Some road bike helmets cost as little as $50, but high-end ones can go as high as a few hundred dollars. Just under $100 is the Smith Signal MIPS. It is a versatile bike helmet that you can wear cycling or for your daily commute, offering reliable head protection thanks to its in-mold polycarbonate shell with EPS padding and MIPS protection.
However, if you want to splurge on your headgear, you can go for the Giro Aether road bike helmet. This helmet features a lightweight and airy design with 21 tunnel vents that deliver a secure but comfortable fit and generous ventilation, as well as MIPS Spherical which is an improved MIPS system built by Bell/Giro.
Commuter/Urban Bike Helmets
Many commuter/urban bike helmets are dual certified, meaning they meet both the CPSC and ASTM F1492 standards. Hence, dual-certified helmets are suitable for bike riding, skateboarding, longboarding, and trick roller skating. Besides head protection against impact, commuter bike helmets come with features that allow better airflow and convenient fit adjustment. Commuter bike helmets have a broad range of color options and some are built with additional safety features such as LED lighting to increase visibility, especially at night.
SUGGESTED: Best Bike Helmets For Women
Urban bike helmets can retail for less than $50, but other models cost more than a hundred dollars. The Thousand Heritage commuter helmet is a budget-friendly helmet, costing a little over $80. This urban bike helmet is built with an ABS outer shell and EPS inner foam. It is a versatile helmet that is certified for cycling, skateboarding and roller skating.
High-end urban bike helmets like the Giro Camden cost around $140 and comes with features such as MIPS protection, hybrid outer shell, and adjustable ventilation, while looking great on your daily commute. It is also certified as an e-bike helmet too if that’s your choice of transport.
Off-Road Bike Helmets
As the name suggests, off-road bike helmets are meant for trail riding. Unlike most regular bike helmets, off-road helmets have a built-in visor that protects the eyes and face from dust, dirt, and sunlight. Several models of off-road bike helmets provide additional coverage on the temples as well as the nape to deliver better protection against head and brain injury.
Mountain Bike Helmets
Mountain Bike or MTB helmets should pass CPSC helmet standards. If an MTB helmet is safe for downhill rides, it should have ASTM F1952 certification for downhill.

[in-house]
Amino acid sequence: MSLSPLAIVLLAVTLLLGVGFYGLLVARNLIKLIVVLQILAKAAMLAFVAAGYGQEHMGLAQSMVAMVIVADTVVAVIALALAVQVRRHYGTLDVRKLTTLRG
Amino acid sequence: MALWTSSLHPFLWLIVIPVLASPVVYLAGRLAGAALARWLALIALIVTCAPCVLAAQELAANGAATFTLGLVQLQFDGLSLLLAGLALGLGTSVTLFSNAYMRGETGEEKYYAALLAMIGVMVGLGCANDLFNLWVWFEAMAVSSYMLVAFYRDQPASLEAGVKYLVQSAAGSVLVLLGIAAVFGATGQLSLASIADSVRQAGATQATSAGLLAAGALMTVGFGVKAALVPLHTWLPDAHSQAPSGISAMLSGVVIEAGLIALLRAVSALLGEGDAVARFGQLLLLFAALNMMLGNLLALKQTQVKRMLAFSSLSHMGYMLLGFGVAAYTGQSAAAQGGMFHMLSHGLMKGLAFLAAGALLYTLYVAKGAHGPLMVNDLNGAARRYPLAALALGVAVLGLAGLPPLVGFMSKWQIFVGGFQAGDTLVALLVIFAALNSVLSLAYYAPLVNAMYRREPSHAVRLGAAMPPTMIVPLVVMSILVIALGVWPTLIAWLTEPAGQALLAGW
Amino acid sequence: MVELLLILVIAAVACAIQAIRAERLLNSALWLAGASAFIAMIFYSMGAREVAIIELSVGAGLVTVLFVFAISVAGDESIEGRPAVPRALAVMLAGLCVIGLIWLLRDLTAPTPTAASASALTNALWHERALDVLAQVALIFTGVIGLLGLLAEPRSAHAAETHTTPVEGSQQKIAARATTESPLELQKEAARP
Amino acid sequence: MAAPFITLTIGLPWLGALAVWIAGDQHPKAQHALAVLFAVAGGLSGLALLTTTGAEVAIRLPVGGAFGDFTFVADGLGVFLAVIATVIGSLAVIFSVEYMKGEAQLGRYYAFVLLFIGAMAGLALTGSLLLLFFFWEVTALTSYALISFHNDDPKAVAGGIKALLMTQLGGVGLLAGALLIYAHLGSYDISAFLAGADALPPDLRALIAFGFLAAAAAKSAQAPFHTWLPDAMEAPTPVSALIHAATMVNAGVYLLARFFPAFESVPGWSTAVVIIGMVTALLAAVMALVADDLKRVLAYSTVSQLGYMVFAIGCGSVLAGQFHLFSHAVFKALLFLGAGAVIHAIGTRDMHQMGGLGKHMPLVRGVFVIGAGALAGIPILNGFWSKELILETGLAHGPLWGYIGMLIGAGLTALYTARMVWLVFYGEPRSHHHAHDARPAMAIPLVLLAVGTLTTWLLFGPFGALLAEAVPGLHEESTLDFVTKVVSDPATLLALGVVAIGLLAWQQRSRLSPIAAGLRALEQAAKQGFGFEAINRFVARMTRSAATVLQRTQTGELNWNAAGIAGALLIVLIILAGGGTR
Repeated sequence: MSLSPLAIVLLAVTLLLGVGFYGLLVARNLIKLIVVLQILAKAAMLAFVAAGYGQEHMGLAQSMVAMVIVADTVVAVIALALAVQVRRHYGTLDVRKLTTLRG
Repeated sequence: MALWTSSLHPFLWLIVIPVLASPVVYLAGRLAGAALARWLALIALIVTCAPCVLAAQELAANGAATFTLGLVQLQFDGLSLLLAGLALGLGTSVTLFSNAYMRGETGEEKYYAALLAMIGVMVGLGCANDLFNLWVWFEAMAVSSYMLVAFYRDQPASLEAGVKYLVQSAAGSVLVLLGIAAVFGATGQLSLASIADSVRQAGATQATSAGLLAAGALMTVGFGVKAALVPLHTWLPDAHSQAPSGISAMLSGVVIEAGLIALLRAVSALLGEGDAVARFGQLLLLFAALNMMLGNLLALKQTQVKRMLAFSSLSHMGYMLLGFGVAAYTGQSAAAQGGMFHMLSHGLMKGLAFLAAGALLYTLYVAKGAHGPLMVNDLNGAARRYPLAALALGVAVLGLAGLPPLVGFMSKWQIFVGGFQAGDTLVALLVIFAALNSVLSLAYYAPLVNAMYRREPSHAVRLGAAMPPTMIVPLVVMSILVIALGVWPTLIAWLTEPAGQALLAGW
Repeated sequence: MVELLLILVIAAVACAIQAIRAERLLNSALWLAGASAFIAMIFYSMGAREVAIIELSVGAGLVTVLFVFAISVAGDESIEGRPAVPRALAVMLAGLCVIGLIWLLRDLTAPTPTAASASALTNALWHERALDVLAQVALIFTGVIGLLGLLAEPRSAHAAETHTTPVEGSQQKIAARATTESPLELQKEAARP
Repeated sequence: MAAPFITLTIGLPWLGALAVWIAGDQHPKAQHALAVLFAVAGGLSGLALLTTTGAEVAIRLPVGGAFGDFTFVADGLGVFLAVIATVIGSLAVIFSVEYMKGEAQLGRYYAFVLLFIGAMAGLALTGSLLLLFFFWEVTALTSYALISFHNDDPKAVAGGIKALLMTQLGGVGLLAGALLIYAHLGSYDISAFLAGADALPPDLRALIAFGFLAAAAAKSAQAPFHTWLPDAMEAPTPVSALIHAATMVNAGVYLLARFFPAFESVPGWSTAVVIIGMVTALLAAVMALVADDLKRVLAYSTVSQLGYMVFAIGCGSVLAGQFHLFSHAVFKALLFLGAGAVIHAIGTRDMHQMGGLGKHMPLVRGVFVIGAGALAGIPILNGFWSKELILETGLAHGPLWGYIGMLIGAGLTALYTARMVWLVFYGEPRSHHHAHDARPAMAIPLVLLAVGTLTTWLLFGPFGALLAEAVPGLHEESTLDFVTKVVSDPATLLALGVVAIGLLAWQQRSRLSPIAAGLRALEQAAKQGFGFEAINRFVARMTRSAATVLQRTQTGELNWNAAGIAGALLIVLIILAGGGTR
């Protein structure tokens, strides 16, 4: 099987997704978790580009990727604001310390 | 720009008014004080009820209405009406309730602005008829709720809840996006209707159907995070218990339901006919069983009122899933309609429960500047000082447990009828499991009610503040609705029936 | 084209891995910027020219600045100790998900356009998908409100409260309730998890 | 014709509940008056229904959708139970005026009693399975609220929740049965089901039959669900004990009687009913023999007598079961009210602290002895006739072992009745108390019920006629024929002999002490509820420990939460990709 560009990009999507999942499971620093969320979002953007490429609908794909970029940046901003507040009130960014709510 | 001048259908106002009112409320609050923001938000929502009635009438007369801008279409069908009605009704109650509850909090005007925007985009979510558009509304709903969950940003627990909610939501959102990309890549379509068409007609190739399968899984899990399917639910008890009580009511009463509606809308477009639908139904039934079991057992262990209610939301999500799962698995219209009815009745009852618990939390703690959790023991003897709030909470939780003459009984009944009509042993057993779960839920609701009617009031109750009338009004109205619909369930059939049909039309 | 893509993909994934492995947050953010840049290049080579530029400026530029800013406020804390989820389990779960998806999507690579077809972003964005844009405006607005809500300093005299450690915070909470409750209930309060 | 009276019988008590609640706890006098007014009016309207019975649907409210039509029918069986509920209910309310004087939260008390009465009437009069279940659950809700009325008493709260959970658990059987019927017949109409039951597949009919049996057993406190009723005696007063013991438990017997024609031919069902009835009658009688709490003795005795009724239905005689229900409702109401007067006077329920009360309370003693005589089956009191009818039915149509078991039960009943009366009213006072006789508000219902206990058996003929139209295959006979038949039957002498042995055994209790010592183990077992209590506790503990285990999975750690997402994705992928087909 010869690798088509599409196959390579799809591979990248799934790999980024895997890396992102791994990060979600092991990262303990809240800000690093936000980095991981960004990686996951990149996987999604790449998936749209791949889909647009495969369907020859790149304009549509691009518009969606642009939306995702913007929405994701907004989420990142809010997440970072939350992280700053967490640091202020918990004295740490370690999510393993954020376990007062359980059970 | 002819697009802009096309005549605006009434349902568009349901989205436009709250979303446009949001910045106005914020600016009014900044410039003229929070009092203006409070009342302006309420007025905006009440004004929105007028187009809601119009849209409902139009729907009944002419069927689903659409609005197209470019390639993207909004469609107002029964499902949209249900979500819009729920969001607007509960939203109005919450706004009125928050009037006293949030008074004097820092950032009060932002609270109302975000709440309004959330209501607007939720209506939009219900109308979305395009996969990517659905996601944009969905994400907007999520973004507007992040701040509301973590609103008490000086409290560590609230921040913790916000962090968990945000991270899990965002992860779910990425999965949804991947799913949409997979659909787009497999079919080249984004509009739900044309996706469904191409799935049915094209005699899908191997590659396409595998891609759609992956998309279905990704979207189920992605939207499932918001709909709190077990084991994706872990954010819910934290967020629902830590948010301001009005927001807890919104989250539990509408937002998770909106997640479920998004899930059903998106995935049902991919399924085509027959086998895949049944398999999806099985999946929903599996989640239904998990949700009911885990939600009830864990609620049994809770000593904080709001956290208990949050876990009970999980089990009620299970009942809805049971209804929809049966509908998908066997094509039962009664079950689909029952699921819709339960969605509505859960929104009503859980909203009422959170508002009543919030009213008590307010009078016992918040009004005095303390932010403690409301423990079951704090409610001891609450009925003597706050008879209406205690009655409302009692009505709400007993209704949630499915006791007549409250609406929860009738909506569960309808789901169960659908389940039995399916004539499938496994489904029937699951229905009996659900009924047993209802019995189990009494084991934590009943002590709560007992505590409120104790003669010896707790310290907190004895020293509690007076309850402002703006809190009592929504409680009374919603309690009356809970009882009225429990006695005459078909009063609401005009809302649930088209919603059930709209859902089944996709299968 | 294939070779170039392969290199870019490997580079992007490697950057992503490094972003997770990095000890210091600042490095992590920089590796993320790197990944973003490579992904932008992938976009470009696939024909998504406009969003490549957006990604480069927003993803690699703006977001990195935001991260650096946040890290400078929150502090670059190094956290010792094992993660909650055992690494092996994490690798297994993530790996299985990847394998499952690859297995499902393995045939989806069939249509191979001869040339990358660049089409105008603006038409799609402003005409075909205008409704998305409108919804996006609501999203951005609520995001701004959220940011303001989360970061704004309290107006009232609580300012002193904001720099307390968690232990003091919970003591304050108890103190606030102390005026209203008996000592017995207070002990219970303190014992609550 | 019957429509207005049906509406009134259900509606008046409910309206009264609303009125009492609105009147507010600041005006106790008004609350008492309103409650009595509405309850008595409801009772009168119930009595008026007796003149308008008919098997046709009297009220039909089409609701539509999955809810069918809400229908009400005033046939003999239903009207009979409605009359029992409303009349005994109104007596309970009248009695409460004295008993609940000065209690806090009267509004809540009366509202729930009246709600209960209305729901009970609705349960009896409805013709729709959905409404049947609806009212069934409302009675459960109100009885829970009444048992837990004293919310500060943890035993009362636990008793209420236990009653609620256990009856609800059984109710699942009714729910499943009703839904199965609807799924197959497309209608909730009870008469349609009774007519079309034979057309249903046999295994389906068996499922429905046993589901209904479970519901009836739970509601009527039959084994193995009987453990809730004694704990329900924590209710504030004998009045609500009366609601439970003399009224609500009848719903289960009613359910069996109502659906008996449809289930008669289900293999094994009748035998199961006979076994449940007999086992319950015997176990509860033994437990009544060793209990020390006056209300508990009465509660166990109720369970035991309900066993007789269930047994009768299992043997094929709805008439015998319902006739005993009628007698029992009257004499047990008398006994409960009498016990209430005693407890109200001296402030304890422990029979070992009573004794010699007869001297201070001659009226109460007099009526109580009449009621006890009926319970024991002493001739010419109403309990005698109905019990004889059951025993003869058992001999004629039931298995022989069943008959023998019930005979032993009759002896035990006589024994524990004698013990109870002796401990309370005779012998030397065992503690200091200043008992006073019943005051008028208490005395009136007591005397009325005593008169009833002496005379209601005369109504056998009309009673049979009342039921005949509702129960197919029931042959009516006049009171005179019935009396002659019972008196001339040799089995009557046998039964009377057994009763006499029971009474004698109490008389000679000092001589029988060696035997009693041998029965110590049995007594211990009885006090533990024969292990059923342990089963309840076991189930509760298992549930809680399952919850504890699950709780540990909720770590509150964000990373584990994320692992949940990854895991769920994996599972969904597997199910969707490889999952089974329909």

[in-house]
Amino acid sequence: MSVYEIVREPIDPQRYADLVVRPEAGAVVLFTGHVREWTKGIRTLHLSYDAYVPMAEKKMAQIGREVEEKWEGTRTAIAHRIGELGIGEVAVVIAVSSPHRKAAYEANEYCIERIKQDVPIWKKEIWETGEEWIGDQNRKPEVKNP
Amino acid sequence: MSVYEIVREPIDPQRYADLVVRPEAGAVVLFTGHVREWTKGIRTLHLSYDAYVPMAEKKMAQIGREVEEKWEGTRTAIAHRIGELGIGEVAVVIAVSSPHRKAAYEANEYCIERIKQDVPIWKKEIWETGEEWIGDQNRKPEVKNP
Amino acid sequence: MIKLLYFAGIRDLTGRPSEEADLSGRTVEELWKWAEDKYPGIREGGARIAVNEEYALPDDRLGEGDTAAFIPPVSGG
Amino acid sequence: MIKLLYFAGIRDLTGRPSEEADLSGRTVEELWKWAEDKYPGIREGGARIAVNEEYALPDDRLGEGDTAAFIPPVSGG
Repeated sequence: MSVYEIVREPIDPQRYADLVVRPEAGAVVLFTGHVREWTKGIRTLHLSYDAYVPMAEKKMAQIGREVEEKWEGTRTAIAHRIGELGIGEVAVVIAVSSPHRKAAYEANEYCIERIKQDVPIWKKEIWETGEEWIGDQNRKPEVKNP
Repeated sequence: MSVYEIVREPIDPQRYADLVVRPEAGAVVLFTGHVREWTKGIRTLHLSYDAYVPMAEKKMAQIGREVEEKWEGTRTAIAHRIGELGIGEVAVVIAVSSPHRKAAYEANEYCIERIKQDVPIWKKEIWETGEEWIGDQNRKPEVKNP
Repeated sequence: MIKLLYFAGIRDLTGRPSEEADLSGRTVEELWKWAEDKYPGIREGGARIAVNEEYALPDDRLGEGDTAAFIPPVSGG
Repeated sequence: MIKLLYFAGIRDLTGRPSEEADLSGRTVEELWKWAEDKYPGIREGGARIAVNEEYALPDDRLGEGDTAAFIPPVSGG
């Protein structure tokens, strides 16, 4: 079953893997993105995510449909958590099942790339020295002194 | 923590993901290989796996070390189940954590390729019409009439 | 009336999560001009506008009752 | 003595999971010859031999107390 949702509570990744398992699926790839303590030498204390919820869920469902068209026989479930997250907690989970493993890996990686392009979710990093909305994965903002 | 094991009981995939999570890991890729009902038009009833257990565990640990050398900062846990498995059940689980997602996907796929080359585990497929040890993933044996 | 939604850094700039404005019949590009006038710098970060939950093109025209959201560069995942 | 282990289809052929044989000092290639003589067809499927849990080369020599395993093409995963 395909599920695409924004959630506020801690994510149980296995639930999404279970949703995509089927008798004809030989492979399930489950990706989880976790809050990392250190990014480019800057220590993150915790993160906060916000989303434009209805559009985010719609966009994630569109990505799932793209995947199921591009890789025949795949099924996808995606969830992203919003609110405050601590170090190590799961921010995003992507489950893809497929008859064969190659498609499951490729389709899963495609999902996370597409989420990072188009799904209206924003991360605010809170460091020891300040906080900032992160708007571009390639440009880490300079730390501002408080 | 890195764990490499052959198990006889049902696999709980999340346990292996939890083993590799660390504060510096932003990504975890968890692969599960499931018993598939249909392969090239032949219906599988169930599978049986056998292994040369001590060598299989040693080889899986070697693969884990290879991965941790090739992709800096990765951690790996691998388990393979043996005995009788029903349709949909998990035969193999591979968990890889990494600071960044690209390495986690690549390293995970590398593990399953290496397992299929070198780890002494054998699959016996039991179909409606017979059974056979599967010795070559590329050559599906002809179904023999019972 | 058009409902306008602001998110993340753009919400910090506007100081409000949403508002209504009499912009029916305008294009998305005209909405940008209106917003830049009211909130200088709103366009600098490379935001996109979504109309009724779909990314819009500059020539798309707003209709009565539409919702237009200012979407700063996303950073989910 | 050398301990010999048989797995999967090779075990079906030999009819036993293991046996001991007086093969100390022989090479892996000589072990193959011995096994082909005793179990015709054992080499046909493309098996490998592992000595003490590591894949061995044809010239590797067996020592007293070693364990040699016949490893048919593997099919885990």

MTB helmets may be either full face or open face. Full-face MTB helmets are ideal for serious mountain bikers who prefer to ride downhill or through difficult trails. The outer shell of a full-face MTB helmet not only offers head protection but also covers the chin and mouth.
The Fox Proframe MTB helmet is an ideal choice for both trail and downhill riding. It is a lightweight helmet designed with a fixed visor and 24 vents for optimal face protection and ventilation. The Fox Proframe is also MIPS-equipped. Full-face MTB helmets are generally more expensive than open-face ones because of the extra coverage with some models costing over $400.
Open-face MTB helmets are suitable for beginners, casual riders, or cyclists who prefer going through easy trails. They are also ideal if you live in an area with a warm climate. The Giro Chronicle open-face MTB helmet, which costs between $75 to $110 is an affordable option. It is equipped with MIPS technology for increased protection against angled impacts. This MTB helmet also comes with a POV visor that you can flip up or down with one hand.
Downhill MTB Helmets
Downhill MTB helmets, as mentioned above, meet ASTM F1952 helmet standards. Because riding downhill at fast speeds poses many risks, most downhill MTB riders prefer wearing full-face bike helmets. Downhill MTB helmets typically retail above $100 with some helmet models costing almost $500.
RECOMMENDED: Downhill Mountain Bike Helmets
One of the most popular Downhill MTB helmets is the Troy Lee Designs Stage full-face helmet which comes with 11 intake and 14 outflow vents. The lightweight shell and generous ventilation of the Stage enduro helmet allows air to circulate and prevent goggles from fogging.
BMX Bike Helmets
Like MTB helmets, BMX bike helmets can either be full face or open face. Full-face BMX bike helmets meet CPSC, ASTM F2032, and ASTM F1952 safety standards, while open-face BMX bike helmets comply with CPSC and ASTM F1492 requirements. The price of BMX bike helmets can range between $25 to $500 with full-face helmets being more expensive than open face.
Full-face helmets, like the Troy Lee Designs D4 Carbon BMX bicycle helmet, are recommended for serious riders or competitive racing. It is an extremely solid but lightweight carbon fiber outer shell that ensures your head and chin receives optimal protection on impact. It is fully lined with inner EPS foam padding which may seem to make it stuffy but the total of 24 vents provide adequate ventilation.